As an older sibling, Ava and Aiden’s relationship was very realistic. I wanted to shake Ava when she was doing stupid things. It was really exasperating, because Aiden is doing everything he can to protect her. She’s smart because she didn’t exactly have a glowing childhood, but she is still a younger sibling. She has to be annoying.  At the same time, even as Aiden wants to protect her he also wants to live his own life. Watching how they worked and didn’t work together brought back memories of when my siblings and I were growing up.

The setting for Darkness Brutal was not a perfect fairy tale world. It may be fantasy, but it was full of drugs, darkness, and danger. (The alliteration got away from me. I couldn’t stop it.) I’m realizing more and more that I really like books that are labeled as urban fantasy. They’re really easy to get into because they’re a sort of alternate reality to our own world. At one time or another, most people have visited or lived in a city. It’s not that hard to make the jump from the picture of a normal, urban setting to that of an urban fantasy one. I loved it. Just gritty enough to not be too gritty, Aiden’s world pulled me in quickly. Demons and ghosts exist in the underbelly of Los Angeles, drawn to the lost souls that are doing all they can to survive. It’s not hard to believe that creepy demons are influencing the thoughts of people who are predisposed to doing horrible things. As Aiden knows, everyone has some strong emotion that demons like to lap up.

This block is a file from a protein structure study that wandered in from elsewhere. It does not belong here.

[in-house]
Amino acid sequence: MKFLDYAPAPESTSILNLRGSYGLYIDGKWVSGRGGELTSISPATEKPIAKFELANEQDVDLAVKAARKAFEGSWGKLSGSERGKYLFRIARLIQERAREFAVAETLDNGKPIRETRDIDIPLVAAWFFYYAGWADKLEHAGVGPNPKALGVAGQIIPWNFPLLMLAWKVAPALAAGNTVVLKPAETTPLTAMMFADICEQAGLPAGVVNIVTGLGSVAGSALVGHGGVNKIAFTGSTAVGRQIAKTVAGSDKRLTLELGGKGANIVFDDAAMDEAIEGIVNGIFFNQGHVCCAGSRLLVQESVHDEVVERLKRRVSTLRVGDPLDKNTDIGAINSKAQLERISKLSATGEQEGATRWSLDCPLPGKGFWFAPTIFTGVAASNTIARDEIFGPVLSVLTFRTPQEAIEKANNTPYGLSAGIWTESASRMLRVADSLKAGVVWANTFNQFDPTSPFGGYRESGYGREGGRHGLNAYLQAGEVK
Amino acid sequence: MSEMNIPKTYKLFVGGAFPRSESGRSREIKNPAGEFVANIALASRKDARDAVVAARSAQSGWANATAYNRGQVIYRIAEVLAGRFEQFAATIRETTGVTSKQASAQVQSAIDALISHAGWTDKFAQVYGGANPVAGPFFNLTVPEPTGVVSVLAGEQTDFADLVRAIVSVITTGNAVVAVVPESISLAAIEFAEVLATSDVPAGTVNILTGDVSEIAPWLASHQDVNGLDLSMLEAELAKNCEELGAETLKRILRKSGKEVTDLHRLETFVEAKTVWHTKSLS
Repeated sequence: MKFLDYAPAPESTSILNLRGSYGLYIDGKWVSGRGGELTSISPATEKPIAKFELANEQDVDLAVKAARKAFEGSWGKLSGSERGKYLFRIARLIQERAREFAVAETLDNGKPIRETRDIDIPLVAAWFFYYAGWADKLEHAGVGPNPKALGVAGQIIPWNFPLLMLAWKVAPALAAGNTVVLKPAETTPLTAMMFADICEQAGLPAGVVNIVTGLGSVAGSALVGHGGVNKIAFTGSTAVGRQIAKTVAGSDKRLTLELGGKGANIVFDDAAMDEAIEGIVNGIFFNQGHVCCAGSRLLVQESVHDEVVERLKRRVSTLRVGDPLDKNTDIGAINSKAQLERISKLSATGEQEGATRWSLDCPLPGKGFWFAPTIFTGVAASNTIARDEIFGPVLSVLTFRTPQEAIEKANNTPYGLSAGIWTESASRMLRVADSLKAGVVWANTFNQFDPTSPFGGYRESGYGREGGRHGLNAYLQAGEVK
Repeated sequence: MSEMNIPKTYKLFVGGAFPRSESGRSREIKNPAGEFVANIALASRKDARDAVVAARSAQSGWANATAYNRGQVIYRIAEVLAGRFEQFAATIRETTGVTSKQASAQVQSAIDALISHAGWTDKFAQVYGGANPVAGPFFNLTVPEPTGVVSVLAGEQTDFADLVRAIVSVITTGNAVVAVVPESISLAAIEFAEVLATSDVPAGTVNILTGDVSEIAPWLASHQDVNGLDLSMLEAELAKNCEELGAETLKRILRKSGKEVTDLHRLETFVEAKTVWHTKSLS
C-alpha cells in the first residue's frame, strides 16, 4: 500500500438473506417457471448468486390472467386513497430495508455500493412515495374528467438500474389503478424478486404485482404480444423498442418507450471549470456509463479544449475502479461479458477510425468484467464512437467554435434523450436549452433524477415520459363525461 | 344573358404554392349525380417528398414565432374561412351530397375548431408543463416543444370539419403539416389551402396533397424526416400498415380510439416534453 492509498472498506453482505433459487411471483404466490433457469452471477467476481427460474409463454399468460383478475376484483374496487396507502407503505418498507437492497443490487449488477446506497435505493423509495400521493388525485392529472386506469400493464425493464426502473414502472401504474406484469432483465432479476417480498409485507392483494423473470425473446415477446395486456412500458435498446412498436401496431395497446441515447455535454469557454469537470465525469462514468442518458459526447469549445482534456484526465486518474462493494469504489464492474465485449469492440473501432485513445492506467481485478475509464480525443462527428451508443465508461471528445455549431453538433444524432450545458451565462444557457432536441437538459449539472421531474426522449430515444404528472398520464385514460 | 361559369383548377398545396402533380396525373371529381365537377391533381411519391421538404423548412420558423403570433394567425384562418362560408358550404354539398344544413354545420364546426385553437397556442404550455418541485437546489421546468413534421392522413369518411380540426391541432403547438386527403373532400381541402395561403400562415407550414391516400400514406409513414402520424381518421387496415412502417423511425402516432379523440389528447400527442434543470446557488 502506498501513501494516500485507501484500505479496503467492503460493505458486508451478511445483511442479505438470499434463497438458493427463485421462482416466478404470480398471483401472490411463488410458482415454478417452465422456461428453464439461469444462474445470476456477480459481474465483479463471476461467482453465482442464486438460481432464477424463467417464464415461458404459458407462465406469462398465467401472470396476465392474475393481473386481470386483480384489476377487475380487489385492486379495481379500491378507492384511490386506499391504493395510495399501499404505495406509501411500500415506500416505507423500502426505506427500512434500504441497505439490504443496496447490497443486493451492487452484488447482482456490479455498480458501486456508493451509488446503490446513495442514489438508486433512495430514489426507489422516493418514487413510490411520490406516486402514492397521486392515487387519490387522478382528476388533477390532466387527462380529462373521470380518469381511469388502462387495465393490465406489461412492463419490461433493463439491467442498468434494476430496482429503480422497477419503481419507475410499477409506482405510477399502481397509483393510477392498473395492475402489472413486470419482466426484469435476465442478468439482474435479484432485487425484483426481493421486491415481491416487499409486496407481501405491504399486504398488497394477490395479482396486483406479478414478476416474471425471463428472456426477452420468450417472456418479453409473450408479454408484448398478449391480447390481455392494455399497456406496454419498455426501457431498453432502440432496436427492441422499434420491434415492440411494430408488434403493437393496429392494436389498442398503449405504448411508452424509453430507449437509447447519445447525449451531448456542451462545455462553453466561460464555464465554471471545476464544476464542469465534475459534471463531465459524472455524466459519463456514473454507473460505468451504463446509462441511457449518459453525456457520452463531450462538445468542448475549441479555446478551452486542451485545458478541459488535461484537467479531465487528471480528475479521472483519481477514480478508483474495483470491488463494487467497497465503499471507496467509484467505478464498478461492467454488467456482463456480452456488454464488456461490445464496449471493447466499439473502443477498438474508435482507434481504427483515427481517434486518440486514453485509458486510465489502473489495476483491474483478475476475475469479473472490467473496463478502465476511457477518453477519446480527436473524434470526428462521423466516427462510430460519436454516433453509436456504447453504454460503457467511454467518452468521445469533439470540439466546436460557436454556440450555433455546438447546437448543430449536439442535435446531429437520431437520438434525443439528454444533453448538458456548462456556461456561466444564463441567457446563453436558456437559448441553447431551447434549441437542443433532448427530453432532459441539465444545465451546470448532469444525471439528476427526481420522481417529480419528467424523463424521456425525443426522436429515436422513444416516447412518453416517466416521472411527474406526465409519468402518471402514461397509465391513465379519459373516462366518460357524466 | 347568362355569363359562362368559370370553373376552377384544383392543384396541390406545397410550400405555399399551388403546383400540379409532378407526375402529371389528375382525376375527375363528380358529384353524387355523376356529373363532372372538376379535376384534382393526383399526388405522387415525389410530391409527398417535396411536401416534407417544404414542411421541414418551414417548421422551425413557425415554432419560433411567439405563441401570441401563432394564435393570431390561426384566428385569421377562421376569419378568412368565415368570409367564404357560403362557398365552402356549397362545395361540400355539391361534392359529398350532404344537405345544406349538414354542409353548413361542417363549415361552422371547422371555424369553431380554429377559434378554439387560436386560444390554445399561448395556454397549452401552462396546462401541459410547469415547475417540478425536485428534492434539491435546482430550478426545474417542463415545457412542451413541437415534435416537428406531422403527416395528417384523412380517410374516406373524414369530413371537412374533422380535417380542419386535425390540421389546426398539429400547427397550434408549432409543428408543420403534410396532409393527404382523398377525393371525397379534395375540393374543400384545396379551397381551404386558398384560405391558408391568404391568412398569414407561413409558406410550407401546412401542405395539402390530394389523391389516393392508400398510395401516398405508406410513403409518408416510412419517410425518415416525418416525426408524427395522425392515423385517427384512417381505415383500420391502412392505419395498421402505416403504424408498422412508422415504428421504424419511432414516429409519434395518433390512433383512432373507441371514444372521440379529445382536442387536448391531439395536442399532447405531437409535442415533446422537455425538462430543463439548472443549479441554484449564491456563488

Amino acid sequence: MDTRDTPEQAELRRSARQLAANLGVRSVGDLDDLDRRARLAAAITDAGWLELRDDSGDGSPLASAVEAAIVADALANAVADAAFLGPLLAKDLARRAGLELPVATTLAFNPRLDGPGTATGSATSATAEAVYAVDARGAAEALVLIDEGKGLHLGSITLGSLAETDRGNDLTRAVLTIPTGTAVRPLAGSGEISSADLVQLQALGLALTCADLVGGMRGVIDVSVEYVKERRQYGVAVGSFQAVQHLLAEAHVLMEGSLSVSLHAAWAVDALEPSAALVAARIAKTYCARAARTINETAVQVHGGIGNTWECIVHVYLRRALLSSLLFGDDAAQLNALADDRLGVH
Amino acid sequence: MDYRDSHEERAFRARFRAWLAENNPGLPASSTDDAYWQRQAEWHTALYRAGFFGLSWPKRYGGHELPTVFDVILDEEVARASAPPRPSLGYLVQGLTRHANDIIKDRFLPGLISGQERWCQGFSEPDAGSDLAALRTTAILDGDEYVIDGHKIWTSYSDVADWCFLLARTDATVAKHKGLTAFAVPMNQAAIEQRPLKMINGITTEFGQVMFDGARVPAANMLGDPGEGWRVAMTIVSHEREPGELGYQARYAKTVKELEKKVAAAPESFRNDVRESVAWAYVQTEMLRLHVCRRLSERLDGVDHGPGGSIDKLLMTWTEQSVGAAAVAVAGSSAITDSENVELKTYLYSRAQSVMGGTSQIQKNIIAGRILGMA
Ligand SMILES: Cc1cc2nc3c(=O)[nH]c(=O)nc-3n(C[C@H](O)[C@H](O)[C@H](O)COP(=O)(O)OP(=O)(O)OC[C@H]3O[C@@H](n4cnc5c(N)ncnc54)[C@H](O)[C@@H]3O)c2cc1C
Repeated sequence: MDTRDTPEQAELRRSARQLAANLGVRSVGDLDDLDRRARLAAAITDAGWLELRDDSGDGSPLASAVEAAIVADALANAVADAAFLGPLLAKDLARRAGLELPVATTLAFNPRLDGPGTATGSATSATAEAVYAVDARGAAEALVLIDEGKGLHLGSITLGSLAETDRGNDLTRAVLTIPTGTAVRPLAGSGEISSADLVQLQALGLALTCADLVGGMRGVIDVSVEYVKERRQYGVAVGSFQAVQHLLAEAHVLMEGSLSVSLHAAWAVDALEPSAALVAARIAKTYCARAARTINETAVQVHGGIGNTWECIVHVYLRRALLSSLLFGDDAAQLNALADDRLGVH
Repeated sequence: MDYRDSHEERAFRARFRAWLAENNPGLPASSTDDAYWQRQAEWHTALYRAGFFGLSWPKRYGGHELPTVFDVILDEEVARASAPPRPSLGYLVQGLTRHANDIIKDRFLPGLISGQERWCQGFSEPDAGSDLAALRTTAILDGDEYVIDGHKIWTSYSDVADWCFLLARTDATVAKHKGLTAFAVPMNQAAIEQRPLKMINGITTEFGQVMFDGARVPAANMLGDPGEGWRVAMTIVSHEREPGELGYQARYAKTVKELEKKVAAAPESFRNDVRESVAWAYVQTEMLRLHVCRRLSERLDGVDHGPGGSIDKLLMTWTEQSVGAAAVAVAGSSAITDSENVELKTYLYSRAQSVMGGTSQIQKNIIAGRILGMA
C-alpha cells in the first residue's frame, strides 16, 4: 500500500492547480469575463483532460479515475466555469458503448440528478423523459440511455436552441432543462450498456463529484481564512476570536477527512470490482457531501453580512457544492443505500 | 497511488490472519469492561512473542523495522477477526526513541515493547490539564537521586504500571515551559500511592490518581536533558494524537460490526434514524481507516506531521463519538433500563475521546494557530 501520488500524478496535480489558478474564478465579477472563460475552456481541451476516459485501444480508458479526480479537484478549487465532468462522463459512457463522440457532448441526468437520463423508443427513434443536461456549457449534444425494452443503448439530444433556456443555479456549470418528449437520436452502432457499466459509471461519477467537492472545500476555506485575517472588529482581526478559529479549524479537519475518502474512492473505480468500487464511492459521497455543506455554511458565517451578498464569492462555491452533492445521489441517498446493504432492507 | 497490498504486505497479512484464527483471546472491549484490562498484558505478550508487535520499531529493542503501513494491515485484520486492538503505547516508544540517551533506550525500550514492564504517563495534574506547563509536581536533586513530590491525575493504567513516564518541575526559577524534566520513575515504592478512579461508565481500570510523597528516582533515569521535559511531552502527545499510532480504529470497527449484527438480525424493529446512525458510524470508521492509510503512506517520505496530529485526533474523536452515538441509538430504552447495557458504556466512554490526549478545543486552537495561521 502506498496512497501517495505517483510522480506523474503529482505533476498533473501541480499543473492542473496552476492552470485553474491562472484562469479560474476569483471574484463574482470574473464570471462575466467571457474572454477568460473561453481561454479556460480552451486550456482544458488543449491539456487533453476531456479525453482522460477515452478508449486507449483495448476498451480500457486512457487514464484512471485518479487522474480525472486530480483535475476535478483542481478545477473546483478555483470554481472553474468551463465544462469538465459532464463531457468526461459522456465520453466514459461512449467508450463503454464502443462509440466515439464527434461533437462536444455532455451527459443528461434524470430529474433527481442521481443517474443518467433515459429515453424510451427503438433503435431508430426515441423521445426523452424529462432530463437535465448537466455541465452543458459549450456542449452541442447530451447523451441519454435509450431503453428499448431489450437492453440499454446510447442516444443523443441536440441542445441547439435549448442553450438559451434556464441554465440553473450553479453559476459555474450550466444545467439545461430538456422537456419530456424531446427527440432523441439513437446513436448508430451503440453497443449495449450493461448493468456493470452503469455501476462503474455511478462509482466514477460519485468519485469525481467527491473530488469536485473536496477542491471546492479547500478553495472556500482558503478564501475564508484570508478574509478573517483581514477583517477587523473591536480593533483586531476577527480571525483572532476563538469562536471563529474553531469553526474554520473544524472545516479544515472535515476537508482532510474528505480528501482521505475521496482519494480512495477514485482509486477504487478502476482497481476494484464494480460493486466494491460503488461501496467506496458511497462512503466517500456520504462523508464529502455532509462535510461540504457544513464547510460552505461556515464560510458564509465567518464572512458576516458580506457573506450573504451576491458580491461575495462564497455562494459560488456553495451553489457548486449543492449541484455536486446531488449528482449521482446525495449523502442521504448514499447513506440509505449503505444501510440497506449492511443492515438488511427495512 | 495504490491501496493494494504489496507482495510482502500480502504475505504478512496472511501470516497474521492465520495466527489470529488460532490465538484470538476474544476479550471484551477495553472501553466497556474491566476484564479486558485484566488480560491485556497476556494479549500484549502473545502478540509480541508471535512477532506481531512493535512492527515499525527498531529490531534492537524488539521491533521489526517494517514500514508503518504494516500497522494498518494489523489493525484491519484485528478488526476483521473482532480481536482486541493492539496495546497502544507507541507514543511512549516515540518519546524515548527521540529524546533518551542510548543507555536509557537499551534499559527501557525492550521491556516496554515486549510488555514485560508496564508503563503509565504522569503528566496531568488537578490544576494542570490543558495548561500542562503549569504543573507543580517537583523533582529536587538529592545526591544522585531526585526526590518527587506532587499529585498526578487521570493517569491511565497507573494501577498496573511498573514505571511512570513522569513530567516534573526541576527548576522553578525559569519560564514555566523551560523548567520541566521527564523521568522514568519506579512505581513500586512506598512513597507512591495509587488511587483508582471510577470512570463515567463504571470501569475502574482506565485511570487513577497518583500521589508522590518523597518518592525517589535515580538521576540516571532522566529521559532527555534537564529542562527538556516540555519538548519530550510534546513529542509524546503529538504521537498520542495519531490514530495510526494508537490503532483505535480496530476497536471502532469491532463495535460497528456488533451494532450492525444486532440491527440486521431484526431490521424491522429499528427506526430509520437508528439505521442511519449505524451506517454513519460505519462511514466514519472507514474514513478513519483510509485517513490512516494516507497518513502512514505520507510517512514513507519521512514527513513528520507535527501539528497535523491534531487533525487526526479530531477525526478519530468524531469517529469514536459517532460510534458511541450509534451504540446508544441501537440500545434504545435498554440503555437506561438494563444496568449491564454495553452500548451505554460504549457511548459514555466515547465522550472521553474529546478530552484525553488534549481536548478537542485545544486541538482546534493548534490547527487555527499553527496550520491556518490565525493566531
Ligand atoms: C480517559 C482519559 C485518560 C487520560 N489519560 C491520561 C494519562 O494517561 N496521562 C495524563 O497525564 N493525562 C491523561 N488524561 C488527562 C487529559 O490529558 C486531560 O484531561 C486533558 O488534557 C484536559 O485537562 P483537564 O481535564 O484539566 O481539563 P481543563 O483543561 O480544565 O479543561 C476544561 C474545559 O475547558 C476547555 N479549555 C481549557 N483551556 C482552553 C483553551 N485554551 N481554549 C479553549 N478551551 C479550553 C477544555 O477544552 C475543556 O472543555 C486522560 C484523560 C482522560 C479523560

The romance in the story seemed unnecessary. I didn’t particularly like either of the girls, and the love triangle was weak and shouldn’t have even been included. Kara was an interesting character, but whenever she was thrown into a romantic situation I grew bored. It became less about her powers and who she was and more about her confused feelings. It was disappointing, because Kara had a pretty intense backstory that made me want to know more about her. I honestly wasn’t even sure if Aiden liked the two girls for who they were or because they served to further his character development. They existed at times to only be rescued, and much of his relationship with them revolved around him worrying about how he could save them.